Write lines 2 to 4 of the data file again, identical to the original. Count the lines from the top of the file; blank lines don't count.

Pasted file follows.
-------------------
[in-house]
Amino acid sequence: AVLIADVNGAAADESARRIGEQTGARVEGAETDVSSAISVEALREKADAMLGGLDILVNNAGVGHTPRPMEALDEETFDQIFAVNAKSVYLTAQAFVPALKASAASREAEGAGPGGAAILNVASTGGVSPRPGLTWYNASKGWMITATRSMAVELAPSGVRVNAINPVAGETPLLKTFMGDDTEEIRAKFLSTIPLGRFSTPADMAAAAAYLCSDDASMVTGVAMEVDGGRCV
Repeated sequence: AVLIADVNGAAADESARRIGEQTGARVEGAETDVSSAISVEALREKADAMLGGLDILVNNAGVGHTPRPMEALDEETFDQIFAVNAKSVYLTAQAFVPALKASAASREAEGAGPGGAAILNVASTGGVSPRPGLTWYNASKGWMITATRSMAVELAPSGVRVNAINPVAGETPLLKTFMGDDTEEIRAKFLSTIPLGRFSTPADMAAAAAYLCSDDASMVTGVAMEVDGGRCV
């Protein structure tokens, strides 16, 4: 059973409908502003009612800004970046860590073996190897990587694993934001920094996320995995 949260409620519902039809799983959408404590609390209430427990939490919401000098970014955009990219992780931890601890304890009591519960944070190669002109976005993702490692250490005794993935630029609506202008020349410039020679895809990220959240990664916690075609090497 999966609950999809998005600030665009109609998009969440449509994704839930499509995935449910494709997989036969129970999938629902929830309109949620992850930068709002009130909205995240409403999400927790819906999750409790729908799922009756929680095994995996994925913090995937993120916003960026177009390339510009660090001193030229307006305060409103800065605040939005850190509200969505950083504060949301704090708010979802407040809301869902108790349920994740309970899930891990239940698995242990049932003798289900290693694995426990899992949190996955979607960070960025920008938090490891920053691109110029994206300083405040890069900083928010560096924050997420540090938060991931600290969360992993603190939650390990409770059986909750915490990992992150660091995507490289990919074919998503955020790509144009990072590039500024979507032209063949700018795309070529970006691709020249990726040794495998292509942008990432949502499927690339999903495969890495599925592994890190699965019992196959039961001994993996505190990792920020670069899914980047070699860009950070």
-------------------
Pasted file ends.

Amino acid sequence: AVLIADVNGAAADESARRIGEQTGARVEGAETDVSSAISVEALREKADAMLGGLDILVNNAGVGHTPRPMEALDEETFDQIFAVNAKSVYLTAQAFVPALKASAASREAEGAGPGGAAILNVASTGGVSPRPGLTWYNASKGWMITATRSMAVELAPSGVRVNAINPVAGETPLLKTFMGDDTEEIRAKFLSTIPLGRFSTPADMAAAAAYLCSDDASMVTGVAMEVDGGRCV
Repeated sequence: AVLIADVNGAAADESARRIGEQTGARVEGAETDVSSAISVEALREKADAMLGGLDILVNNAGVGHTPRPMEALDEETFDQIFAVNAKSVYLTAQAFVPALKASAASREAEGAGPGGAAILNVASTGGVSPRPGLTWYNASKGWMITATRSMAVELAPSGVRVNAINPVAGETPLLKTFMGDDTEEIRAKFLSTIPLGRFSTPADMAAAAAYLCSDDASMVTGVAMEVDGGRCV
């Protein structure tokens, strides 16, 4: 059973409908502003009612800004970046860590073996190897990587694993934001920094996320995995 949260409620519902039809799983959408404590609390209430427990939490919401000098970014955009990219992780931890601890304890009591519960944070190669002109976005993702490692250490005794993935630029609506202008020349410039020679895809990220959240990664916690075609090497 999966609950999809998005600030665009109609998009969440449509994704839930499509995935449910494709997989036969129970999938629902929830309109949620992850930068709002009130909205995240409403999400927790819906999750409790729908799922009756929680095994995996994925913090995937993120916003960026177009390339510009660090001193030229307006305060409103800065605040939005850190509200969505950083504060949301704090708010979802407040809301869902108790349920994740309970899930891990239940698995242990049932003798289900290693694995426990899992949190996955979607960070960025920008938090490891920053691109110029994206300083405040890069900083928010560096924050997420540090938060991931600290969360992993603190939650390990409770059986909750915490990992992150660091995507490289990919074919998503955020790509144009990072590039500024979507032209063949700018795309070529970006691709020249990726040794495998292509942008990432949502499927690339999903495969890495599925592994890190699965019992196959039961001994993996505190990792920020670069899914980047070699860009950070």